The more severe our fear is, the greater chance for our reactions and behaviours to be outside of the normal range. An extreme case of fear is usually referred to as phobia. This often causes panic and certain responses that may be viewed as irrational or labelled by some people as something outside the commonly accepted range of reactions to an event.
Fear is not necessarily bad. It is actually the mother of all development in mankind
Many schools of thinking discredit human fear as a negative force. In their views, fear should be thrown out of our lives, as it does not serve any useful purpose in our daily existence. Many people believe that by getting rid of our fears the problems will also go away. You often hear the commonly used phrase of “get rid of all your fears” so you can feel much better as a person. Such views, if not delivered in an appropriate context, can be misleading and damaging to individuals suffering from fear. In my view, fear is the mother of all growth in mankind and without it we can never rise up to be a refined and evolved human being.
You can learn the real nature of fear, and understand how it can be used effectively to make you more powerful by directly facing and experiencing it than avoiding it. You can also learn how fear can become damaging and turn into phobia if it is misunderstood and mismanaged within you.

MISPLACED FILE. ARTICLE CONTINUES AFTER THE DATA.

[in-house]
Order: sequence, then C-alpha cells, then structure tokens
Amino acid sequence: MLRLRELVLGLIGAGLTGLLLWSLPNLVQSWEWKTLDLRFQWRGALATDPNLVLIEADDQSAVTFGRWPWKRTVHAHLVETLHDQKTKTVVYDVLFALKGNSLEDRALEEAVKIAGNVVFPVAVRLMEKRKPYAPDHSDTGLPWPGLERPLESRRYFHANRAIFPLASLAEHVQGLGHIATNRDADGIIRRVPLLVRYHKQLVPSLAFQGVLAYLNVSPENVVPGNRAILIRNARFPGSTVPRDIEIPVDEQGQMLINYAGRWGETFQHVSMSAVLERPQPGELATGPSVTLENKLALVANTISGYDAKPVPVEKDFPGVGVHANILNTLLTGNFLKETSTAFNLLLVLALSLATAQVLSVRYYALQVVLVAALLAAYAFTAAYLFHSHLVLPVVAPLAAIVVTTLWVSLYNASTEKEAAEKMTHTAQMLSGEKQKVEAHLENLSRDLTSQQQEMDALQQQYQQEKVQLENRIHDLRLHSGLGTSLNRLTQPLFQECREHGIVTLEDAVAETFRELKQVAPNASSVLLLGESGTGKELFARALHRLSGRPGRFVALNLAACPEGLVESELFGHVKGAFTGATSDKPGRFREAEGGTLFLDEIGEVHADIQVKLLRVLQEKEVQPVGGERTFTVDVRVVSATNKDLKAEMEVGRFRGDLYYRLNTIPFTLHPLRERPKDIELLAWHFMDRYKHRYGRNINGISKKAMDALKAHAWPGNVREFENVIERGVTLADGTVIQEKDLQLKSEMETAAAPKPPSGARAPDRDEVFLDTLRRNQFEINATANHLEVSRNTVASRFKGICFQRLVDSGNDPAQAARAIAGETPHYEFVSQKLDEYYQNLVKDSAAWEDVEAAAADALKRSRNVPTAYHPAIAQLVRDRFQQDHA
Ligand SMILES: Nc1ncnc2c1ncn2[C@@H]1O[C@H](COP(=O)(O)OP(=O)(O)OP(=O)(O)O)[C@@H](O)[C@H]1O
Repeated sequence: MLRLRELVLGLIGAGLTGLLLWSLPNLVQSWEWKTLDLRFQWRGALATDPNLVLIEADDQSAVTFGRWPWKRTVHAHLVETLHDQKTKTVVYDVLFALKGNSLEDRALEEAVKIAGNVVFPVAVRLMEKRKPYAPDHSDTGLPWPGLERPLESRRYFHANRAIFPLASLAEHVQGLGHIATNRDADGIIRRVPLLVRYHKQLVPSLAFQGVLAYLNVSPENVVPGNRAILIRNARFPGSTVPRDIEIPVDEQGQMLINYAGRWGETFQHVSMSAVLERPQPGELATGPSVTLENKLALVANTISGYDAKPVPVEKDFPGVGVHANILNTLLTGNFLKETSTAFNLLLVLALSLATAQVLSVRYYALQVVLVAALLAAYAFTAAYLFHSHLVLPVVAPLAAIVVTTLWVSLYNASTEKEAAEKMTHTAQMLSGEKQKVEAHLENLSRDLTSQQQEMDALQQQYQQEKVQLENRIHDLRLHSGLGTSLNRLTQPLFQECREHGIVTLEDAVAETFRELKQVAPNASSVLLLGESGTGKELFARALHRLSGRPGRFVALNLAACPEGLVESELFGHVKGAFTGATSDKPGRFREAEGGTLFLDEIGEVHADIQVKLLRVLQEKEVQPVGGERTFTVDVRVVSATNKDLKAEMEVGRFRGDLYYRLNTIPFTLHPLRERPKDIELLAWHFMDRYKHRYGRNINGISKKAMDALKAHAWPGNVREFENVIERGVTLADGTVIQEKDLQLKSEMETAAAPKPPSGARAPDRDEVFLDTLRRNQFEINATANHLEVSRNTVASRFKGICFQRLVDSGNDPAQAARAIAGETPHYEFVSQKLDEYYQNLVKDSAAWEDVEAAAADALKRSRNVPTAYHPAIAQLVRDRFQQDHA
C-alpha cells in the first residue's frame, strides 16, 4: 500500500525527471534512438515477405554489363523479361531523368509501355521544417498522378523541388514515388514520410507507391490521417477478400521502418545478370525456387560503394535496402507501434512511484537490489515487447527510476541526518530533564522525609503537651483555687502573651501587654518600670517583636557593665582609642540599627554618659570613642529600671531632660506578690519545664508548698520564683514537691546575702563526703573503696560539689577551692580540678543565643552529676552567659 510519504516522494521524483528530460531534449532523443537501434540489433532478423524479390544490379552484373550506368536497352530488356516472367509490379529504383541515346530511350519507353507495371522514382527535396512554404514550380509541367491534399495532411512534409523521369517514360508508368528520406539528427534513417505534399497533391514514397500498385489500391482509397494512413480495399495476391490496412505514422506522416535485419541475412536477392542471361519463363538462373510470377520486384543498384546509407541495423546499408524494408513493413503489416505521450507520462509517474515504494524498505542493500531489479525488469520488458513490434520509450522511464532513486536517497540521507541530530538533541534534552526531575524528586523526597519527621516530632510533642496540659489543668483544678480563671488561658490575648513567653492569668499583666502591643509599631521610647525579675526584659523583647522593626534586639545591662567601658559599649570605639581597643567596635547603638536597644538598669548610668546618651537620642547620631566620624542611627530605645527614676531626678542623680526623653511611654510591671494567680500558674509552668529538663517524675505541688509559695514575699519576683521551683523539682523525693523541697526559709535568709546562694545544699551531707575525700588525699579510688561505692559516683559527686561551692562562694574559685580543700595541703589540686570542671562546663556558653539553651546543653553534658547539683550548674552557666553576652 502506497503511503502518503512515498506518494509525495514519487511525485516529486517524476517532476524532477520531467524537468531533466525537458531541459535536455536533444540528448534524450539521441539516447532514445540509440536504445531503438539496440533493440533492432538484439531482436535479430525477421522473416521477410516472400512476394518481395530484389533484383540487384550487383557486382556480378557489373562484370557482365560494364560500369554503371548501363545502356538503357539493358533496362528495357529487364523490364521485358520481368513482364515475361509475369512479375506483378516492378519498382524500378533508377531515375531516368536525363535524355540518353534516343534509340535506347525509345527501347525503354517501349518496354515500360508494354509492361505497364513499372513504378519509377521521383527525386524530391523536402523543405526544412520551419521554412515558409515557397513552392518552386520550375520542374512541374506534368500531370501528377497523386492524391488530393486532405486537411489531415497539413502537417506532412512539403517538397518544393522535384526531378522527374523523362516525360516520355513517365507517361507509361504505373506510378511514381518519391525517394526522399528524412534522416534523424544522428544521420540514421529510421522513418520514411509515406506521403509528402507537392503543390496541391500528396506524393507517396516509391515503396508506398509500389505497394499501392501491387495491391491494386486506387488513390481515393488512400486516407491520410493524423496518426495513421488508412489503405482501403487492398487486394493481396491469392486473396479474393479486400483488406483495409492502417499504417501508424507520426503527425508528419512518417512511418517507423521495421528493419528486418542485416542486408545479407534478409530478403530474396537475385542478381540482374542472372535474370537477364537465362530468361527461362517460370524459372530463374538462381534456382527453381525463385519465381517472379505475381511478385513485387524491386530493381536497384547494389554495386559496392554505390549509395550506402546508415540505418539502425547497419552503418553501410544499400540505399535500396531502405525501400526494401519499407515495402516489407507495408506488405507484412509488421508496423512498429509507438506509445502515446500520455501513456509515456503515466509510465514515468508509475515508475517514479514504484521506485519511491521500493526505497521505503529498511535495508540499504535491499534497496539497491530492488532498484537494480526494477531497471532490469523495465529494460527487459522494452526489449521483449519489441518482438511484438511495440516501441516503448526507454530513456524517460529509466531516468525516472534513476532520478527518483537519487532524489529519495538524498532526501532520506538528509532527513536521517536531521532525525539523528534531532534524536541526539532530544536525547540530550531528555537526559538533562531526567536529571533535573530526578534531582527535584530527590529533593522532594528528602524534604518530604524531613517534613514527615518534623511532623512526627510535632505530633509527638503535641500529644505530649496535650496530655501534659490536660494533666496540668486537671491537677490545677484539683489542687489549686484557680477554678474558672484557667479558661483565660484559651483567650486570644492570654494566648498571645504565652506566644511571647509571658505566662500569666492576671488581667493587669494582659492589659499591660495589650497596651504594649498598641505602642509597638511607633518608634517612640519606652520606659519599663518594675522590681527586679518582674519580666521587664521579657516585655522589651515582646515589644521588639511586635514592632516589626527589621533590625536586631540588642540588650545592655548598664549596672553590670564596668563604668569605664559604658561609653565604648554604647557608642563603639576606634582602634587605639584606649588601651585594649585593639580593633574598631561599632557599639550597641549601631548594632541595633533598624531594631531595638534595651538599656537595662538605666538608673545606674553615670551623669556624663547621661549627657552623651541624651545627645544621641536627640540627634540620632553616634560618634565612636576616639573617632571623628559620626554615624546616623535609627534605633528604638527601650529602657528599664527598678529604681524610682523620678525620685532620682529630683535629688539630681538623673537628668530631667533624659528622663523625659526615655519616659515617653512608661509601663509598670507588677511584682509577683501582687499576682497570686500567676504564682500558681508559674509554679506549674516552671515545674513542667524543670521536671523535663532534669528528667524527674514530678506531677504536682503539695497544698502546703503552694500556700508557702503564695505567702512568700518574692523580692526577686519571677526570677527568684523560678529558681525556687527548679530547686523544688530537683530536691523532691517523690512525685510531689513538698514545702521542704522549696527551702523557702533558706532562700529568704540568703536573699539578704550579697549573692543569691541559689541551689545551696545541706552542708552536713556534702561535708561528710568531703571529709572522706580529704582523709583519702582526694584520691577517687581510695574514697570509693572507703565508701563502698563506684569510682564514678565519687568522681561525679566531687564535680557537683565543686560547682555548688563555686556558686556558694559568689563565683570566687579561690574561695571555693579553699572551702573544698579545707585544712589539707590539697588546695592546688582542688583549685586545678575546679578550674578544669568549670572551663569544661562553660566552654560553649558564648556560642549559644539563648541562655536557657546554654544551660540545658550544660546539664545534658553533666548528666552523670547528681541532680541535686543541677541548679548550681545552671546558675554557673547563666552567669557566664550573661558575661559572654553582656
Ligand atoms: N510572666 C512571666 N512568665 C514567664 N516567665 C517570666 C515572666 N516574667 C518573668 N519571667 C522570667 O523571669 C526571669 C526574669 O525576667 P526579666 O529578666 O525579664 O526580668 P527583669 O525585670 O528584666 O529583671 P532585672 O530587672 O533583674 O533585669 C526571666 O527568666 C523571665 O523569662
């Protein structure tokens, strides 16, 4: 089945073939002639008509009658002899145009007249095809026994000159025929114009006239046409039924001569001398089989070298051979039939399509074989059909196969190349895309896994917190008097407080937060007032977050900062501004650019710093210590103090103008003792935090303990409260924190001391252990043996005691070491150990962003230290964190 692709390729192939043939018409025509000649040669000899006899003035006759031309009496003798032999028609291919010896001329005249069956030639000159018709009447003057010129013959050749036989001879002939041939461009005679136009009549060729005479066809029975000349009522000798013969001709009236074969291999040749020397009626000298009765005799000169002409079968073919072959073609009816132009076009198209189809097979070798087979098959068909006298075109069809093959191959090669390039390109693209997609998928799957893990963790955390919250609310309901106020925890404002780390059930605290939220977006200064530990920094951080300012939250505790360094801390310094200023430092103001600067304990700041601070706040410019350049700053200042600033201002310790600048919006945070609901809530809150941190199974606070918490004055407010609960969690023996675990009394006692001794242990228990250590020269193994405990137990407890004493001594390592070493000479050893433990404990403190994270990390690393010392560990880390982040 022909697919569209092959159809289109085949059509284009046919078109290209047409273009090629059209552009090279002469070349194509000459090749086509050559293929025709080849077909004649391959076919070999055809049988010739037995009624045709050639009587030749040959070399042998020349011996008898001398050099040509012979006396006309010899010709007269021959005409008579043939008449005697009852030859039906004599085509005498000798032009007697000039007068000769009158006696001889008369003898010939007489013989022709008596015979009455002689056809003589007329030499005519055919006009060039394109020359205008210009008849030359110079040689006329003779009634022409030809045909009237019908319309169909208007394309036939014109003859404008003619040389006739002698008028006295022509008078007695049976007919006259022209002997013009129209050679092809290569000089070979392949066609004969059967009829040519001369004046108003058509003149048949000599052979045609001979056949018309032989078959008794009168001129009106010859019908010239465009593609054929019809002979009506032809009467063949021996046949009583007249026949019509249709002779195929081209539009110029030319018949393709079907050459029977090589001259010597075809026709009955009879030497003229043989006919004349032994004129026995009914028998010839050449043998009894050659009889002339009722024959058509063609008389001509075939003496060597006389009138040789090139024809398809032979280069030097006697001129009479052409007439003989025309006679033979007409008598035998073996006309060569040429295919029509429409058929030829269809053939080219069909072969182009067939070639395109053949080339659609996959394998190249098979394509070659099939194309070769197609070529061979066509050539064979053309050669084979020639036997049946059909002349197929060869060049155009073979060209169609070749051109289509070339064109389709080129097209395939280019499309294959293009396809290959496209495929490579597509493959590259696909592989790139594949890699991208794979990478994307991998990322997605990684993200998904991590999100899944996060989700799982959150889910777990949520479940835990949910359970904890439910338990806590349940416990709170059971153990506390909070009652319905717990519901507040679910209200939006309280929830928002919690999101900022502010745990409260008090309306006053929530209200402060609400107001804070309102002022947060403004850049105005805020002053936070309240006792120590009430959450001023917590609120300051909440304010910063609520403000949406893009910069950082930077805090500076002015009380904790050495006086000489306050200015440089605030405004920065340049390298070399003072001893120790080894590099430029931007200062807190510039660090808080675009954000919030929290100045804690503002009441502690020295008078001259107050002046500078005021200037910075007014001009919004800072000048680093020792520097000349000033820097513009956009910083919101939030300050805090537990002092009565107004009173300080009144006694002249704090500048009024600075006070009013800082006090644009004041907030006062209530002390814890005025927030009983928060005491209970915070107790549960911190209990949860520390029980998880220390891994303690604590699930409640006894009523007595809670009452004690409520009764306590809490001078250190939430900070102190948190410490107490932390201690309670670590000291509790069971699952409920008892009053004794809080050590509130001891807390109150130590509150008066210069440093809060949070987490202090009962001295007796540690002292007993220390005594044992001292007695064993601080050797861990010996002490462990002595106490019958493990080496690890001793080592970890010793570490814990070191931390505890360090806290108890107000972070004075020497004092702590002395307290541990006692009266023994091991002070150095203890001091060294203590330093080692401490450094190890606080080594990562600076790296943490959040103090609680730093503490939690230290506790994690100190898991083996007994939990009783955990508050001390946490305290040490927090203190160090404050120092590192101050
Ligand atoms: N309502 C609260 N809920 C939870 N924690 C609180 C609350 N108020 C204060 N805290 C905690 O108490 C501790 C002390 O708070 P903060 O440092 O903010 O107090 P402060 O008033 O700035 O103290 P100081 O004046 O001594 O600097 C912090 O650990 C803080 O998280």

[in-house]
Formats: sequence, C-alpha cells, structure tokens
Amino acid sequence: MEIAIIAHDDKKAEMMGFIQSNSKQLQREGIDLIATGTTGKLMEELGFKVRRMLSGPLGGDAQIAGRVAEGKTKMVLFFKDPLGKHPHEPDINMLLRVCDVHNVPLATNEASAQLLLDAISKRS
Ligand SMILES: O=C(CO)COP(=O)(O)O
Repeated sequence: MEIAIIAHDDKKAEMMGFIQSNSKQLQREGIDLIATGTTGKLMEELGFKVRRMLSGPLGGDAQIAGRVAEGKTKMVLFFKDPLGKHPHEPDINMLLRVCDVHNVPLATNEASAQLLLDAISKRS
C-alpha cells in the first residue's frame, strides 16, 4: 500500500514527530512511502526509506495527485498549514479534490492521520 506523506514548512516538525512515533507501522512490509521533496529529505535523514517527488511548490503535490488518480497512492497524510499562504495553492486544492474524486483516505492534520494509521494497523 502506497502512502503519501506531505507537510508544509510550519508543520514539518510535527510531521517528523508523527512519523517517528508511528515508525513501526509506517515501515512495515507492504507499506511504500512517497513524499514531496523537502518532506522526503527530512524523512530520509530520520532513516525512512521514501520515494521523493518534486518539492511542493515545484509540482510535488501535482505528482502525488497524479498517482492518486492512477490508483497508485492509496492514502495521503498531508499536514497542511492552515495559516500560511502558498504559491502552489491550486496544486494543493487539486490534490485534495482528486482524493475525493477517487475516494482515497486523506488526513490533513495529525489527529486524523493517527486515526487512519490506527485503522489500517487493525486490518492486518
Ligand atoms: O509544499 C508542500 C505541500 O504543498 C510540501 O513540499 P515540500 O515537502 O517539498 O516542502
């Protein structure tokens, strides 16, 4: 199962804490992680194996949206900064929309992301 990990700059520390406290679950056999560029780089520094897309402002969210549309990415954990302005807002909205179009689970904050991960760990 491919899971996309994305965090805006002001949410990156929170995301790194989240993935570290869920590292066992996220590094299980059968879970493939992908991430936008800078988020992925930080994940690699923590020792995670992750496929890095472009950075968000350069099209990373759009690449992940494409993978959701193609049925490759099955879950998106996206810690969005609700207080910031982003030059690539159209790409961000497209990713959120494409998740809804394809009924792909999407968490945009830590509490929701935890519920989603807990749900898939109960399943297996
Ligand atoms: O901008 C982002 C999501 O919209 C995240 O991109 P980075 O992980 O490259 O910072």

When we act outside of what we individually believe to be the correct code of conduct (e.g. our values, what is important to us or what is our given social conditioning) and at the same time, we also feel personally responsible for our conscious decisions and choices we have taken, then we feel guilty. In other words, we are guilty for consciously choosing the wrong path/behaviour/action. We also apply the same formula on others, we judge, find them guilty and sometimes punish them based on what we individually believe as an unacceptable code of conduct by others.
Guilt always is followed by the exercise of restoration of justice which usually referred to as delivering punishment to someone. For thousands of years, guilt has been the greatest cause for psychological pain in mankind. Our aim should be to address and realistically examine the underlying rules and beliefs that make us feel guilty. Then through exercise of wisdom, replace them with the greater sense of understanding of what we are here to learn from such experiences, how to grant forgiveness for our lack of knowing and how to holistically grow and to prosper from the experiences.
The subconscious beliefs and rules drive us most of the time and they are the real cause behind our judgmental views of ourselves and others. We need to examine the core of our judgmental views and stop punishing one another for what we internally believe.
When we believe there is an injustice taking place in a given event in life, we look for someone or something to pay for such injustices (i.e. someone is guilty). The instrument that carries the penalty is anger. Anger is the externalisation of our inner resentment of wrong doings that concerns us.